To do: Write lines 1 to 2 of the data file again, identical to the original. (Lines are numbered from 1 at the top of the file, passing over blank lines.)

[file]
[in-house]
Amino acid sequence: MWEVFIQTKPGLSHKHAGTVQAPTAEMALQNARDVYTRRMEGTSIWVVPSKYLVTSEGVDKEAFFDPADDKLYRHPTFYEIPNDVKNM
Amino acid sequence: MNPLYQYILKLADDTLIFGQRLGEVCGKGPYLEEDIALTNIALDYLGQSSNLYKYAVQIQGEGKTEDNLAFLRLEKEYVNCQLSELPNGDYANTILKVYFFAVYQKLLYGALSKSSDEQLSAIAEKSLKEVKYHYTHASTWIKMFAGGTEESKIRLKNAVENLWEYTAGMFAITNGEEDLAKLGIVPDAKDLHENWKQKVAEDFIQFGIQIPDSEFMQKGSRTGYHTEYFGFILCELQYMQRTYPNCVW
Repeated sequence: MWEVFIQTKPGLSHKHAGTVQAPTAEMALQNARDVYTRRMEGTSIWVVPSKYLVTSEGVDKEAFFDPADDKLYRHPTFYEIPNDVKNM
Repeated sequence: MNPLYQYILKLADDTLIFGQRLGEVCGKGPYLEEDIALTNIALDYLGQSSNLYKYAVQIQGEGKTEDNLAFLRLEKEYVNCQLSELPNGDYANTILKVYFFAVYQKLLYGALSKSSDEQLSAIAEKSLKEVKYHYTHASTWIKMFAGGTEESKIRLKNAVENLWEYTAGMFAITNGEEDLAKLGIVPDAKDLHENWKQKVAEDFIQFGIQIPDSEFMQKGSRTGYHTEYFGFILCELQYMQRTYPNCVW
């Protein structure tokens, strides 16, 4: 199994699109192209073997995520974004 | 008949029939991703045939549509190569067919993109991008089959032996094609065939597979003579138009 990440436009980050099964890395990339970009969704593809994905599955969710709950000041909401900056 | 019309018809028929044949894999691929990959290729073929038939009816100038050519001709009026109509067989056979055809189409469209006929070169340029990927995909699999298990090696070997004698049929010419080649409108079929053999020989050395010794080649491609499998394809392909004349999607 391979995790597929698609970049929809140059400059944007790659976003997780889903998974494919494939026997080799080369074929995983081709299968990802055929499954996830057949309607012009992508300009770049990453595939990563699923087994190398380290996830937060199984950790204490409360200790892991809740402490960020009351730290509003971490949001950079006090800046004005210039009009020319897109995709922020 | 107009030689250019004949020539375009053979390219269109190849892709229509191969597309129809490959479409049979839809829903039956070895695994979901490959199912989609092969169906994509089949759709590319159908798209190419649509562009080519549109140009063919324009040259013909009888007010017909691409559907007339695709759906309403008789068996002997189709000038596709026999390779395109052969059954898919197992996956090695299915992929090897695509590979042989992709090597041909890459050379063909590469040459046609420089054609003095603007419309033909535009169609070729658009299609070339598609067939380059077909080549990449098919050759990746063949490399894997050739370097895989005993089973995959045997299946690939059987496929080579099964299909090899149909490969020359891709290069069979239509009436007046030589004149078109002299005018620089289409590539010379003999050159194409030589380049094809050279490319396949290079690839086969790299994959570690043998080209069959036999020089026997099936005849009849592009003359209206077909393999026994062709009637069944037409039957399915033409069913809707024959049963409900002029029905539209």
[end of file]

[in-house]
Amino acid sequence: MWEVFIQTKPGLSHKHAGTVQAPTAEMALQNARDVYTRRMEGTSIWVVPSKYLVTSEGVDKEAFFDPADDKLYRHPTFYEIPNDVKNM